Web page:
I came across the phrase lateral septum and I can't seem to find the precise definition online. Is it "the areas roughly to the right and the left of the septum pellucidum"? Or is it the parts of the septum pellucidium itsef? I'm confused.

If it is near the septum pellucidum (to the left and right), does it include particular nuclei?

Brain pathways for sexual excitation involve the activation of incertohypothalamic and mesolimbic DA transmission in the mPOA and NAcc that focuses attention on incentive sexual stimuli and engages motor patterns of approach and consummation. Collectively, the behavioral patterns stimulated by those systems and the subjective feelings that accompany them constitute the epiphenomenon referred to as sexual desire or, when mixed with genital and sympathetic arousal, “libido.” The core of this pathway includes the mPOA and its outputs to the VTA, which contain DA cell bodies that project to various limbic and cortical regions, such as the prefrontal cortex, olfactory tubercle, NAcc, ACC, lateral septum, and corticomedial amygdala.

The article is "Pathways of Sexual Desire" by James Pfaus (2009).

I have read the Septal area article in Wikipedia but still cannot get it.


It is confusing. The septum pellucidium is a thin membrane separating the left and right lateral ventricles. It contains white matter (nerve fibers), blood vessels and a few neurons. It has traditionally been thought of as just a separating membrane, but the fibers running through it connect to the hippocampus and hypothalamus and so it is probably a relay to those structures.

Lateral to the septum pellucidium are the septal nuclei. The septal nuclei are NOT considered part of the septum pellucidium (or vice versa). The septal nuclei are traditionally divided into two major subregions, the medial and lateral septal nuclei. As you might have guessed, the medial nuclei are immediately adjacent to the septum pellucidium. As the septum pellucidium is quite thin, the right and left medial nuclei appear to compose a single midline nucleus with the septum pellucidium running through it. The lateral nuclei are the ones a bit further out and it is these that are called the lateral septum. The septal nuclei may be further divided into caudal and ventral regions. Many neuroanatomists group the most posterior parts of the septal nuclei into a third group, the posterior septal nuclei distinct from the lateral and medial divisions.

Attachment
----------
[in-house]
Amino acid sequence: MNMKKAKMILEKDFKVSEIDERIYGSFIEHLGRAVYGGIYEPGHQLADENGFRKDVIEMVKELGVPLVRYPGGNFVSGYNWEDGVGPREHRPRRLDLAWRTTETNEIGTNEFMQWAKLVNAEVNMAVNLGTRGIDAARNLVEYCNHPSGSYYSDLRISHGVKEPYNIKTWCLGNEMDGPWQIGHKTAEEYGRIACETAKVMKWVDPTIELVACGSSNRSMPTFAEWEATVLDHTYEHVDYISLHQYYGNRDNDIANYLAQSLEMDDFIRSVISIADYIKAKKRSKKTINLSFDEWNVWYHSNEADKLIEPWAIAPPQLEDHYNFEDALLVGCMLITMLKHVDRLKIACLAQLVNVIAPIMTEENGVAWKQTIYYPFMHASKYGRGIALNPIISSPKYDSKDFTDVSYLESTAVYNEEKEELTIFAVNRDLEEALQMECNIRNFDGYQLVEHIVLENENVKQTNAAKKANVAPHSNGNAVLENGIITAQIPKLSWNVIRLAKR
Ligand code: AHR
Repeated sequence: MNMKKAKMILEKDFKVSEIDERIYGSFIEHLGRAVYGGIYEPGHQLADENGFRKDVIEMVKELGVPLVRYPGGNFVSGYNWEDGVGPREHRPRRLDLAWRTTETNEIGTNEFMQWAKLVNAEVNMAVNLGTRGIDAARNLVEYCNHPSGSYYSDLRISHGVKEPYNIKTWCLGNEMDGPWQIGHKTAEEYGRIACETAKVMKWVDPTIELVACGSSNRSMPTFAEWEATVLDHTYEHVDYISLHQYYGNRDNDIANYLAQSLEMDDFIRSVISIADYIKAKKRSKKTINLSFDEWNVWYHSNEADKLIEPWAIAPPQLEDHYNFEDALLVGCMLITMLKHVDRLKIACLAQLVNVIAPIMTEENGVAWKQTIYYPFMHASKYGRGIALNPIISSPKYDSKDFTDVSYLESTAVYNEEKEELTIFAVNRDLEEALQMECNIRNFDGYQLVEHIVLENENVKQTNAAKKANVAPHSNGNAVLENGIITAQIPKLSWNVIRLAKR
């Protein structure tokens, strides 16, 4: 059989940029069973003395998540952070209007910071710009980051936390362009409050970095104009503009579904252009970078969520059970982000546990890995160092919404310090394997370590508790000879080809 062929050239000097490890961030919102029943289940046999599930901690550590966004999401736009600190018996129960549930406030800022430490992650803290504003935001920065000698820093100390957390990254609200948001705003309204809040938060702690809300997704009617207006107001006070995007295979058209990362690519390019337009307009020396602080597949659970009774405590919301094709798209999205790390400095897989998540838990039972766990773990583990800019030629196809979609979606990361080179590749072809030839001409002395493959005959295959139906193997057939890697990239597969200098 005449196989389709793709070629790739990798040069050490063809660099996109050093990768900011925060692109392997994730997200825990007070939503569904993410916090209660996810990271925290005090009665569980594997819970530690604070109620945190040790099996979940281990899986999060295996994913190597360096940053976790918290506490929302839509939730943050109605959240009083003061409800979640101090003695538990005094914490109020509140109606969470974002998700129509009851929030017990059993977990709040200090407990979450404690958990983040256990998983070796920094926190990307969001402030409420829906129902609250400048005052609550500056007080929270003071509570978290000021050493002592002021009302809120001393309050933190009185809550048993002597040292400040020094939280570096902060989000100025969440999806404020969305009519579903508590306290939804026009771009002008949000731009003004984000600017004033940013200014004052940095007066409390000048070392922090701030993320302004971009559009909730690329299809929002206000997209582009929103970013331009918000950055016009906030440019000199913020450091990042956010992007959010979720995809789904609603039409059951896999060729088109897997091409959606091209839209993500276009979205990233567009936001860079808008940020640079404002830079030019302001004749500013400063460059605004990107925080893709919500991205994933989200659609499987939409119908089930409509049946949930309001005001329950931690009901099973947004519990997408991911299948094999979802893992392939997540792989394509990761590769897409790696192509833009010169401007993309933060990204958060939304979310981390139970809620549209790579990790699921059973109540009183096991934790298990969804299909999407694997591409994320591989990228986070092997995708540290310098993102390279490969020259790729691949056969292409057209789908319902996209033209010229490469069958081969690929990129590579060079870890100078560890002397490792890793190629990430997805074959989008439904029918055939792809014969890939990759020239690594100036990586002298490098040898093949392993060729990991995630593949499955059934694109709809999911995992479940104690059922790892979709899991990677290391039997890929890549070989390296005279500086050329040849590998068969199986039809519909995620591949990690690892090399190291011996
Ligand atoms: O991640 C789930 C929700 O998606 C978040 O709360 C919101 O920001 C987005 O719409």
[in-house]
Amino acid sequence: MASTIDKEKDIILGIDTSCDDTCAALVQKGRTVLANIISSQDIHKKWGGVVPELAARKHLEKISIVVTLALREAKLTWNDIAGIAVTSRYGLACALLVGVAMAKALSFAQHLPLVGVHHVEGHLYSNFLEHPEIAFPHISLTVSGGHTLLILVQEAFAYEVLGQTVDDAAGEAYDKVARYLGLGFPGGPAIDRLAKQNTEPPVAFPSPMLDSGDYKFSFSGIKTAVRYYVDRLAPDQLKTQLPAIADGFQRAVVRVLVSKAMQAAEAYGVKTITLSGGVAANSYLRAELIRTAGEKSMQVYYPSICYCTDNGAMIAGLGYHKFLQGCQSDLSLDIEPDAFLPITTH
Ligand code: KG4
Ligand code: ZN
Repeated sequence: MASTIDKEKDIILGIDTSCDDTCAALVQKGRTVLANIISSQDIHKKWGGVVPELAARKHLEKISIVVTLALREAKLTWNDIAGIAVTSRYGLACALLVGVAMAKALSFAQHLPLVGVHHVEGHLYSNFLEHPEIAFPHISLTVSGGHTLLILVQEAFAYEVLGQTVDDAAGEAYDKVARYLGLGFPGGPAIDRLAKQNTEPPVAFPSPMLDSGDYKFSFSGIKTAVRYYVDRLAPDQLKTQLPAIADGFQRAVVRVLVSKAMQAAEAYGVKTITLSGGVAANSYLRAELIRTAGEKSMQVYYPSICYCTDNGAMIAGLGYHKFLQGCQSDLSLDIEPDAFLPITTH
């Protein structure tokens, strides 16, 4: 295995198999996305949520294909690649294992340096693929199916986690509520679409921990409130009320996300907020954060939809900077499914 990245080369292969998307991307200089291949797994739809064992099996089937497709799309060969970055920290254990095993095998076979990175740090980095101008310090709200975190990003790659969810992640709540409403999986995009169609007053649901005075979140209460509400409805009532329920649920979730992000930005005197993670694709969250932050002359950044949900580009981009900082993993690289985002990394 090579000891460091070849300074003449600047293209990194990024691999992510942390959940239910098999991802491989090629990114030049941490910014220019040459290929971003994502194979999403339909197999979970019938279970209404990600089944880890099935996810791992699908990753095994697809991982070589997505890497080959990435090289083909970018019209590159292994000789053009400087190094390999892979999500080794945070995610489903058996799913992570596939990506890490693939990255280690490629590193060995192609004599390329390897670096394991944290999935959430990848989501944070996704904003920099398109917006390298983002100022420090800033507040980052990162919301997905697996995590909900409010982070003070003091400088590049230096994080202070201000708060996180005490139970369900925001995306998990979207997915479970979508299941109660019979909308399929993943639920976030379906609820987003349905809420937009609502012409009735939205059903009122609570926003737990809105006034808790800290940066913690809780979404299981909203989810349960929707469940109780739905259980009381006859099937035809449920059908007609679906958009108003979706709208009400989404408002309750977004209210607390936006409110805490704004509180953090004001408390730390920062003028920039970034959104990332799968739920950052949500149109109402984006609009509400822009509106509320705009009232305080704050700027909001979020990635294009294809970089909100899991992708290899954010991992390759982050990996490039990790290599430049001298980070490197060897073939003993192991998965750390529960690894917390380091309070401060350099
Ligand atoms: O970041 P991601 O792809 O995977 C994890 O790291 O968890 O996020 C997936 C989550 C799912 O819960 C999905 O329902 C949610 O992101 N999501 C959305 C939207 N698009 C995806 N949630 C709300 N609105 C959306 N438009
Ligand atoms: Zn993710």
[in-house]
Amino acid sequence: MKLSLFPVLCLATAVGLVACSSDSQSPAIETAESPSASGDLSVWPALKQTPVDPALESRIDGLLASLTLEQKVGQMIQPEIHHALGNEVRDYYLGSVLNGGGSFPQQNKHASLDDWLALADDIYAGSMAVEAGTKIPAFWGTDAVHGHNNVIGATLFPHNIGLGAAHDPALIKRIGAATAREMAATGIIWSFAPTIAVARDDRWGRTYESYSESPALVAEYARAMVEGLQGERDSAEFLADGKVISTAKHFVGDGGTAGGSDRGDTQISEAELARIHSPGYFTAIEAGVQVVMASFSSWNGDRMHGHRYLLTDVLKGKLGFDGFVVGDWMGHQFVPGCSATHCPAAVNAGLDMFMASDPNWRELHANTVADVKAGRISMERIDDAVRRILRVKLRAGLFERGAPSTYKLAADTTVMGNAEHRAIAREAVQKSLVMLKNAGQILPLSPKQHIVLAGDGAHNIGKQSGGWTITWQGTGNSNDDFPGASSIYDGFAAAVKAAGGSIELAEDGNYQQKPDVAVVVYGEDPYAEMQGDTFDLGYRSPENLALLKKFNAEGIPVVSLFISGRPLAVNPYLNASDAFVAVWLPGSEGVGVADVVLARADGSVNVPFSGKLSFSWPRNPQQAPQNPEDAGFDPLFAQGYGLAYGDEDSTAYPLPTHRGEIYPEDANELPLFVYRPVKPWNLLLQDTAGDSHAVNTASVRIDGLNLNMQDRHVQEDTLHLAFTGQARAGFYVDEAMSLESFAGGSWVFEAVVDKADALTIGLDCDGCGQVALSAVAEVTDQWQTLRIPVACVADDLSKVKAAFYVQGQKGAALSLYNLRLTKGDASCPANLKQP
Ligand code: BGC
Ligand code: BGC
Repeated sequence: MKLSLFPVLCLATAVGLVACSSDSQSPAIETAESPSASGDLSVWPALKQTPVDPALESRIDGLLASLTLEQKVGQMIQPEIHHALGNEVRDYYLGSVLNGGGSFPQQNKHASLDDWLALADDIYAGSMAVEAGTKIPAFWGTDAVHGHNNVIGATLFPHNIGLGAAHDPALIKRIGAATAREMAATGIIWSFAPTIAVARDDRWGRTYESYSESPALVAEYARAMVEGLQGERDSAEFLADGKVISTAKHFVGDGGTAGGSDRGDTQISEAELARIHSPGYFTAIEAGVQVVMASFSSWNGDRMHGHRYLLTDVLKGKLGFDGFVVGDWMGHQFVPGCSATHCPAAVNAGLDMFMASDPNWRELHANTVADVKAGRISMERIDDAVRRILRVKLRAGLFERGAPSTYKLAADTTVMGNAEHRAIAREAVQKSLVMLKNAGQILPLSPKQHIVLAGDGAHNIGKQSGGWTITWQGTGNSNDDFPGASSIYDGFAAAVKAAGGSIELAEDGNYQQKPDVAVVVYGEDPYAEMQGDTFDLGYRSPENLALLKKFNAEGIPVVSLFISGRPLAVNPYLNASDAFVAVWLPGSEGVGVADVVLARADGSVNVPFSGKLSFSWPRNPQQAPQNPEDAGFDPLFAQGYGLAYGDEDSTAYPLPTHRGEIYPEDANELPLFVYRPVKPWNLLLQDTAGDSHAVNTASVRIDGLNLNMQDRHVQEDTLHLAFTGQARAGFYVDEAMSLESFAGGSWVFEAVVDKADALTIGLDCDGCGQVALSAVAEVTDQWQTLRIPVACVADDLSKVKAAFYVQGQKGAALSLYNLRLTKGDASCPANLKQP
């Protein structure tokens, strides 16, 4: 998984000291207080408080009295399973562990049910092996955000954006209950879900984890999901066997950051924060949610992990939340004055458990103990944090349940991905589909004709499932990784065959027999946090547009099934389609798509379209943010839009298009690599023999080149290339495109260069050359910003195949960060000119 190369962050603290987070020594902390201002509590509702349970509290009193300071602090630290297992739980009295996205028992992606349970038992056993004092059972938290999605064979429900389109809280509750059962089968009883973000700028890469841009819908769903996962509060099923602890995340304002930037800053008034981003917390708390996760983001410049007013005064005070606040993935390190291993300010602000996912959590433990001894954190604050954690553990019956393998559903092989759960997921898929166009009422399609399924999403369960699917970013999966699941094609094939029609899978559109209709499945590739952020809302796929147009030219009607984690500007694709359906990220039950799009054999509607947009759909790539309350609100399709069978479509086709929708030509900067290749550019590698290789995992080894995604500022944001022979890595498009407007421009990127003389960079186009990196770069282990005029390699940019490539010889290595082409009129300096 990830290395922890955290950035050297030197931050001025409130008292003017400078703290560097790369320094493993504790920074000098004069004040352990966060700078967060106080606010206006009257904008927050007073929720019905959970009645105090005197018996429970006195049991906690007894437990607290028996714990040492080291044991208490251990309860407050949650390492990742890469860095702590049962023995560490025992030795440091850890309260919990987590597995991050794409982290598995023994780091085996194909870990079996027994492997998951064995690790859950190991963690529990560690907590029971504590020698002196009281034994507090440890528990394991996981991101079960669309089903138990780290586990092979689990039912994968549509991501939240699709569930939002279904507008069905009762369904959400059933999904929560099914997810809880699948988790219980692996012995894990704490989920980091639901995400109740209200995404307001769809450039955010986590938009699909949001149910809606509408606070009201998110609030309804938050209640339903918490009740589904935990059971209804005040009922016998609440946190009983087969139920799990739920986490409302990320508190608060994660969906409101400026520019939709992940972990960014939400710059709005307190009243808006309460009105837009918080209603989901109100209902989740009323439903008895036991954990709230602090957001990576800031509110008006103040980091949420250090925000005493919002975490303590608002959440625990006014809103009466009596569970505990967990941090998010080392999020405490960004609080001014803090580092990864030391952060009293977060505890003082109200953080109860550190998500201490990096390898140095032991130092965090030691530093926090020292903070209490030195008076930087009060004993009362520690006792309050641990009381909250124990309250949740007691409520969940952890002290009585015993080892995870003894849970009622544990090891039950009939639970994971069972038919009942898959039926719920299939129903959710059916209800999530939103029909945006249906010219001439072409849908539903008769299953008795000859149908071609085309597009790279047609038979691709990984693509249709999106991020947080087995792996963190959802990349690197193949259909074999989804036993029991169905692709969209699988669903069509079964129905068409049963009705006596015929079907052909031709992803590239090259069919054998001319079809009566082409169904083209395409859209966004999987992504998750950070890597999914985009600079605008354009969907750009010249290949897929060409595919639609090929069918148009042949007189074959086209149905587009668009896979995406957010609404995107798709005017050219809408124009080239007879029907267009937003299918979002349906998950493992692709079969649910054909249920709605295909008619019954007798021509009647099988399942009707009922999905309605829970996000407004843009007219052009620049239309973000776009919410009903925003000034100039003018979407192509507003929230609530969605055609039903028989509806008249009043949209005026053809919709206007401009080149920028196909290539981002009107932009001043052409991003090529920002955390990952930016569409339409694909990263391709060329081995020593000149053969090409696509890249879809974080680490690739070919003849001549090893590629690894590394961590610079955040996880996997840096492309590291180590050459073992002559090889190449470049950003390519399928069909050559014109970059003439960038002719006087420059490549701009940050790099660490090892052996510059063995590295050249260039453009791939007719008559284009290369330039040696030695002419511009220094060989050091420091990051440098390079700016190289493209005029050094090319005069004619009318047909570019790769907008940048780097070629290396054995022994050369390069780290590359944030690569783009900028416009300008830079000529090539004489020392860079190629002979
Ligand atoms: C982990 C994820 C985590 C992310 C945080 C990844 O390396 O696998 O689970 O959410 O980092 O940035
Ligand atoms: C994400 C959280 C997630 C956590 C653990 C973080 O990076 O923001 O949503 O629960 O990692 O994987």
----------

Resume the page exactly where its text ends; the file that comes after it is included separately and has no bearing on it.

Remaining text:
This is part of the problem. Structures in the brain were named based of where they were and what they looked like since their functions were unknown. For example the hippocampus was given this name because it looked like the tail of a seahorse (genus Hippocampus), and the locus ceruleus ('blue place') looks blue. As we have learned more, some neuroanatomists have divided regions into subregions or sometimes lumped regions together based on their models of the proposed physiologic functions or neurochemistry of those regions. The subcortical 'limbic' nuclei, including the septal nuclei are among those most subject to these changing definitions,. And as you might guess, different neuroscientists often disagree about these divisions. Being human, they sometimes behave as though their definitions are THE definitions, or gloss over differences between sometimes unclear definitions. Ideally, people splitting nuclei into proposed subregions try to propose clear definitions, but this is not always the case and these proposed definitions may not be accepted or used. This can make it difficult for experts to know exactly what regions are being discussed, let alone people not long immersed in the field. Over time however, fields tend to come to a consensus on terminology though for many brain regions this consensus remains elusive. I hope this discussion makes the topic of the lateral septum a little more comprehensible, if only by validating your sense that the topic is confusing.

Here is a readable overview about the septal nuclei and septum pellucidium:https://www.neuroscientificallychallenged.com/blog/know-your-brain-septum

Check out the first reference here to discussing the neurochemistry of the medial septal nuclei from a chapter by Risold in the Rat Nervous system https://www.sciencedirect.com/topics/neuroscience/medial-septal-nucleus

In contrast look at the introduction of the following paper regarding the lateral septal nuclei: https://bio.biologists.org/content/8/7/bio043554 "Whole-brain mapping of projection from mouse lateral septal nucleus"

And if you have access, you may be interested in https://onlinelibrary.wiley.com/doi/abs/10.1111/ejn.13746 "Differential and complementary roles of medial and lateral septum in the orchestration of limbic oscillations and signal integration"

And here is a paper that describes development of the posterior nuclei as being different from that of the lateral and medial nuclei https://www.nature.com/articles/s41598-018-30020-9


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